• Having less appliances on at the same time e.g. run the dishwasher after the washing machine has finished
  • Turning appliances off at the wall when not in use, as the standby mode still uses energy
  • Wash clothes in cold water
  • Check the seal on your fridge door, if its faulty your fridge will be using more energy to stay cool

Switching to LED lighting in your home, and sensor lights outside


Investing in a slow cooker! Not only will you make some delicious dishes, but you will be optimising the energy during the day and avoiding the use of an electric stove, which are high energy consuming!

Heating & Cooling


  • Air conditioner and heater- while the suns still out, set your aircon or heater on timers, to bring your home to your desired temperature and then switch it off at night
  • Use fans instead of air conditioning
  • Check your windows and door seals- if they are faulty your homes air temperature will change, and you’ll find yourself reaching for the air conditioner or heating remote again
Invest in a Solar Battery

A solar battery is an additional battery component to a solar system that becomes charged from solar panels. This battery then stores that charge to be used later. The stored power can be used when a homes’ solar panels are no longer generating energy – in other words the sun is not out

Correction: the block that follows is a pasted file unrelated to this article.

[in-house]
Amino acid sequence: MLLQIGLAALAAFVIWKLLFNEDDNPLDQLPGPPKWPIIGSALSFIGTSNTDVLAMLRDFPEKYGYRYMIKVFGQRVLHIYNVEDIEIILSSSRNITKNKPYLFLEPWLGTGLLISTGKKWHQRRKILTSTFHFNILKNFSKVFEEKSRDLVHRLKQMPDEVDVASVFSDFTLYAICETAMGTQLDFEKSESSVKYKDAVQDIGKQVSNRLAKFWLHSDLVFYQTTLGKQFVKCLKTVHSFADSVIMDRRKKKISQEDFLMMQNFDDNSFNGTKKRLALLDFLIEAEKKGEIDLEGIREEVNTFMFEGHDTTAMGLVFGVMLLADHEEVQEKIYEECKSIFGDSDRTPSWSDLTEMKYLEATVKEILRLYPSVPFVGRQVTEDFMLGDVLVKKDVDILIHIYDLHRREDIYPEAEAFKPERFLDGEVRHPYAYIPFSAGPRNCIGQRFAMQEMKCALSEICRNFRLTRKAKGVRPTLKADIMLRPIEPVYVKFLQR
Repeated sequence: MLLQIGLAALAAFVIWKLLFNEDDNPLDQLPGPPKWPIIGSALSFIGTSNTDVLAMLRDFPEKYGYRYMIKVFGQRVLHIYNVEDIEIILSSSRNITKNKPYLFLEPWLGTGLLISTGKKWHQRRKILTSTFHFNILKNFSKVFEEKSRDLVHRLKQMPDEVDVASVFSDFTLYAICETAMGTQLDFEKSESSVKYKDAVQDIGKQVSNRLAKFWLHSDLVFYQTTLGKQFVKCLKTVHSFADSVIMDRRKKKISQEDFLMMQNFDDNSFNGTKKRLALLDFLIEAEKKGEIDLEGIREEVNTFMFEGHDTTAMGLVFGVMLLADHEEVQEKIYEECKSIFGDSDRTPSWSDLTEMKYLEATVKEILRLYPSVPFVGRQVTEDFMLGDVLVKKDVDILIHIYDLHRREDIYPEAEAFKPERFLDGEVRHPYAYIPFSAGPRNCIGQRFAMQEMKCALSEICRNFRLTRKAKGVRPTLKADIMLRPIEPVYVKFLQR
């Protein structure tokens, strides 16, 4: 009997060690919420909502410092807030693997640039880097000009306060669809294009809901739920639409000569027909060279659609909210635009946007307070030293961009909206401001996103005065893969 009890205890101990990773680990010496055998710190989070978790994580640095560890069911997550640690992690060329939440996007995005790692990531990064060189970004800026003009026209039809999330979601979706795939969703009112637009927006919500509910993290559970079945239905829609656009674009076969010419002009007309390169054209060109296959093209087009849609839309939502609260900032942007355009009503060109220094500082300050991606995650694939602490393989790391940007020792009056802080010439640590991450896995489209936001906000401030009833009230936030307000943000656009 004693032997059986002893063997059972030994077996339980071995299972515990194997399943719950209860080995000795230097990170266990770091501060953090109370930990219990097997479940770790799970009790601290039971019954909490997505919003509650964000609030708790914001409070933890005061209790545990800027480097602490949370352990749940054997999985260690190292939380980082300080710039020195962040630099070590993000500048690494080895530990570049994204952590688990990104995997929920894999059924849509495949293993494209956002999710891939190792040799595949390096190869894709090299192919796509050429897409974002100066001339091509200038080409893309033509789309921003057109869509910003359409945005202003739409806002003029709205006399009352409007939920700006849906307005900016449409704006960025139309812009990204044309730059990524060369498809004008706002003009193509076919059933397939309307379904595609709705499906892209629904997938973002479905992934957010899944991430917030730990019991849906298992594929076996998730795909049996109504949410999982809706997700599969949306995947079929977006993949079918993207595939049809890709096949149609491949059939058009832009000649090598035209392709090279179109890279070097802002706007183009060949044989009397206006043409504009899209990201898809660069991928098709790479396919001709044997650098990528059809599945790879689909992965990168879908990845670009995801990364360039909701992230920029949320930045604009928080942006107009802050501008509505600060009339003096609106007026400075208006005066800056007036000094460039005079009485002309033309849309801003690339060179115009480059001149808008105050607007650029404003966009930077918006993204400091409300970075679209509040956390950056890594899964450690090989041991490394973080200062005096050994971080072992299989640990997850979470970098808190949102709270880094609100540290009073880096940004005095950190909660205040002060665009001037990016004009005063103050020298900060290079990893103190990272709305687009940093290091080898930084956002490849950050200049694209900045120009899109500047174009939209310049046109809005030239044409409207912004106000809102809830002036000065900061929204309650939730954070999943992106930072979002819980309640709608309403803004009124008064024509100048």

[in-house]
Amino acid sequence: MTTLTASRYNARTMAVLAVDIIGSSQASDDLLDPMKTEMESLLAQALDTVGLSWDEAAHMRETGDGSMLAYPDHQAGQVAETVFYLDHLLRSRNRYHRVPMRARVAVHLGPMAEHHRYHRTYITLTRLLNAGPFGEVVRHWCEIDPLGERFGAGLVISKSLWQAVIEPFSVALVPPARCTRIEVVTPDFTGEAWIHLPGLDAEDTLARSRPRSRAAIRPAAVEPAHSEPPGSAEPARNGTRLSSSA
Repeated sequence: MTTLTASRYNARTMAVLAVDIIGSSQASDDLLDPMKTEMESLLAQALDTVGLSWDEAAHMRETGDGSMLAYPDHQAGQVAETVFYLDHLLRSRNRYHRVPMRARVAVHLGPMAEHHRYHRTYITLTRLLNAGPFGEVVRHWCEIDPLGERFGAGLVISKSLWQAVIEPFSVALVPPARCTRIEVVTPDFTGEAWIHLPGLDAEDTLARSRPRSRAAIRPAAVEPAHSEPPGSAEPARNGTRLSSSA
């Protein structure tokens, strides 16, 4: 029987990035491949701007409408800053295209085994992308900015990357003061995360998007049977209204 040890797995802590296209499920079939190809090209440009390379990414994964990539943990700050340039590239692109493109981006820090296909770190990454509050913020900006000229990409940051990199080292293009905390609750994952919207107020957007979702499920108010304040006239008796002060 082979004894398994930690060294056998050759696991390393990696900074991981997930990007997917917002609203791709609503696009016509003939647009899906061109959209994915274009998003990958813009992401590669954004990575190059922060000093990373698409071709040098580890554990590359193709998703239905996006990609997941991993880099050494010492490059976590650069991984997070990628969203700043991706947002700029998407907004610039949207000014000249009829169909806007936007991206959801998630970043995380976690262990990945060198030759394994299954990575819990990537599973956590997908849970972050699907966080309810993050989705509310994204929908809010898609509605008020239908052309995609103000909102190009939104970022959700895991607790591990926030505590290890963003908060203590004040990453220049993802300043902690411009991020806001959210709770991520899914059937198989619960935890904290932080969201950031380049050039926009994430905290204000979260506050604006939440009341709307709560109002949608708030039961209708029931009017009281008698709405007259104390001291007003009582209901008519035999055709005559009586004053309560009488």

Other Handy Tips
  • Insulate your home
  • Do an energy audit to see where your high energy use is coming from, so you can better manage your consumption

Haven’t made the switch to solar yet? Or looking to upgrade to battery?

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Download Your FREE Ultimate Guide to Solar Power in Australia - 2021 Edition

Beginners Guide to Solar Power

If you’re considering solar for your property or just looking to maximise the savings for your solar system, download a FREE copy of our "Ultimate Guide to Solar Power in Australia - 2021 Edition".

Become an expert and better understand the ins and outs of solar power and solar PV systems for your property.

Includes detailed explanations and diagrams of the various types of solar systems and their parts, solar battery storage systems, Government incentives, expected ROI periods, finance, energy-saving tips and more!

Download Your Free Copy Now!

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Understanding Batteries